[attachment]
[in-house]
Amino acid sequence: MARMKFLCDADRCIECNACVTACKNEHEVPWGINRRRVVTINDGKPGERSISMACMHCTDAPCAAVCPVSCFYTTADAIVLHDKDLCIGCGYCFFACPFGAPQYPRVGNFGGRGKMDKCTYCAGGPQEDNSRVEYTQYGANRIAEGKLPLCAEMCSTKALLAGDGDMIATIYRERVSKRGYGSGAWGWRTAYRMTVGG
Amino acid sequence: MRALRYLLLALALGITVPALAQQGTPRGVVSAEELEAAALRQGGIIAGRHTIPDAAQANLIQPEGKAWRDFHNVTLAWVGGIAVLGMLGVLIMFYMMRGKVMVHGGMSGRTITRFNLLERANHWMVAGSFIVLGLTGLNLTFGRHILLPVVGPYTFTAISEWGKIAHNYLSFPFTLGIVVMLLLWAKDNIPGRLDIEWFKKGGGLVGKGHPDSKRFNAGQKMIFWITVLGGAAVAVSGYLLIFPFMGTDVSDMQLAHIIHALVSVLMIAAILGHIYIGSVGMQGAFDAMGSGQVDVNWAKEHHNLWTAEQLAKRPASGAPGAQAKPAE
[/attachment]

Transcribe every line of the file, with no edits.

[in-house]
Amino acid sequence: MARMKFLCDADRCIECNACVTACKNEHEVPWGINRRRVVTINDGKPGERSISMACMHCTDAPCAAVCPVSCFYTTADAIVLHDKDLCIGCGYCFFACPFGAPQYPRVGNFGGRGKMDKCTYCAGGPQEDNSRVEYTQYGANRIAEGKLPLCAEMCSTKALLAGDGDMIATIYRERVSKRGYGSGAWGWRTAYRMTVGG
Amino acid sequence: MRALRYLLLALALGITVPALAQQGTPRGVVSAEELEAAALRQGGIIAGRHTIPDAAQANLIQPEGKAWRDFHNVTLAWVGGIAVLGMLGVLIMFYMMRGKVMVHGGMSGRTITRFNLLERANHWMVAGSFIVLGLTGLNLTFGRHILLPVVGPYTFTAISEWGKIAHNYLSFPFTLGIVVMLLLWAKDNIPGRLDIEWFKKGGGLVGKGHPDSKRFNAGQKMIFWITVLGGAAVAVSGYLLIFPFMGTDVSDMQLAHIIHALVSVLMIAAILGHIYIGSVGMQGAFDAMGSGQVDVNWAKEHHNLWTAEQLAKRPASGAPGAQAKPAE